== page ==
CDs can be male or female, old or young, and be highly intelligent or much less so, as can OPs. The CD phenomenon crosses ethnic boundaries and income levels. The one thing that all CDs have in common is that they had one or more parent or parent figure with issues similar to the OP’s and had the CD relationship modeled for them as they grew up (this may be true of the OP as well). However, the CD may not have been aware of the dysfunction; many families keep dark secrets, and some issues, such as gambling, might not be easily identifiable to a child.

The solution to codependence is typically 12-step meetings, reading codependence literature, therapy, or some combination of the above, with awareness of and vigilance against codependence becoming, unfortunately, a lifelong battle. However, the journey of recovery offers many benefits, most notably the opportunity to be responsible for one’s own life, and an opportunity for growth; in any case, the alternative of being locked into a lifetime of codependency is untenable for many individuals.


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    • Larry Rankin profile image

      Larry Rankin 2 years ago from Oklahoma

      Very enlightening overview.

    • Rachaelle Lynn profile image

      Rachaelle Lynn 2 years ago from Gainesville, Florida

      Thank you for your comment, Darlene!

    • Rachaelle Lynn profile image

      Rachaelle Lynn 7 years ago from Gainesville, Florida

      Thanks mandingo; as a recovering CD, I would agree that we can be high-maintenance. I'm glad you have found a way to be comfortable within the circle of your family and friends!

    • profile image

      mandingo 7 years ago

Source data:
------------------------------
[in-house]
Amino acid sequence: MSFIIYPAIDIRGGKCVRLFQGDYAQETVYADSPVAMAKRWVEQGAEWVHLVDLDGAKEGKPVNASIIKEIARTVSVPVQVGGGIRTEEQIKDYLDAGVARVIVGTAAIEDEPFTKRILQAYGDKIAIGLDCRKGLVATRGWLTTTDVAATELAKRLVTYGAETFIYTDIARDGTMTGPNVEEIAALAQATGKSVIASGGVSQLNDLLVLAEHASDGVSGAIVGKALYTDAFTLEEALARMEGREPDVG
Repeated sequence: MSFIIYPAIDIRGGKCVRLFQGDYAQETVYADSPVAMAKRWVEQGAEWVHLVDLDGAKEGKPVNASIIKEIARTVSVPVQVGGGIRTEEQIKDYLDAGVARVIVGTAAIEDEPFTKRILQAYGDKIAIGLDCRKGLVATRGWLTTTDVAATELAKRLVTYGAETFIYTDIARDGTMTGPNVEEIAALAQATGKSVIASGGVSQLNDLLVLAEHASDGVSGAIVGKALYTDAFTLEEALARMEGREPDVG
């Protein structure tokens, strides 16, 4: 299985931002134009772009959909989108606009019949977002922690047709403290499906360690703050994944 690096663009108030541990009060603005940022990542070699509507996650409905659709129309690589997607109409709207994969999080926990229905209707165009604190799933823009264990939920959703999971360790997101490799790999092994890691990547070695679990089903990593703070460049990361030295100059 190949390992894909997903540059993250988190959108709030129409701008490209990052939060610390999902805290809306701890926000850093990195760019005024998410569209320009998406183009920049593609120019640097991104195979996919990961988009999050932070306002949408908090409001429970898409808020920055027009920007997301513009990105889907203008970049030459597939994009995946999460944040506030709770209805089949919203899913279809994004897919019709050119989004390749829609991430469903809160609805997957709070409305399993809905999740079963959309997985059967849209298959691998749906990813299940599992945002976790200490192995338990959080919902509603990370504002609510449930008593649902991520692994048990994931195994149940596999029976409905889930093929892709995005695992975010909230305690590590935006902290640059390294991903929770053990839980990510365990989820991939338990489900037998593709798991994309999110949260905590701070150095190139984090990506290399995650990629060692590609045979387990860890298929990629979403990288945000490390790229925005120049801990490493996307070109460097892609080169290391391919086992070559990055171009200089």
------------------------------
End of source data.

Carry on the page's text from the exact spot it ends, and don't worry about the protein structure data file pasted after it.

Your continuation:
I enjoyed reading this hub and thought it was a good one! As I read, some people I know popped into my mind (past and present) fit right into your description. What I already knew about CD and the OP, you confirmed to me and I shake my head that CD seems universal, like many "mind malfunctions". My sister, actually two of my sisters, in different ways are CD along with friends, or ex-friends. "Drama" among those I must deal with I keep things light and try to keep my distance. I have cut ties with some people/friends in my past. I think of them as high maintenance. With all due respect to you and the others that have responded guys seem to have admitted to yourselves, your own inner truth, and are being so healthy minded that I think it is fantastic! However, I think you can relate to me that CD people are hard to be around. That is why I call them high maintenance. My sisters for example, I call them Alpha-females/he-shes. I step back from them during family gatherings because I have learned to realize that I refuse to get into a power struggle with them which always happened for years in the past. They have their own psychological problems, yet they acknowledge and try to explain and control their kids and husbands...really anyone in the family gathering. My one sister, the control freak, alpha-female telling her husband that he needs help because he is the one that is the control freak and she tells him how he should act so that he is not so demanding and critical of others. She says that she has been trying to help/teach him for years. He pretty much ignores her.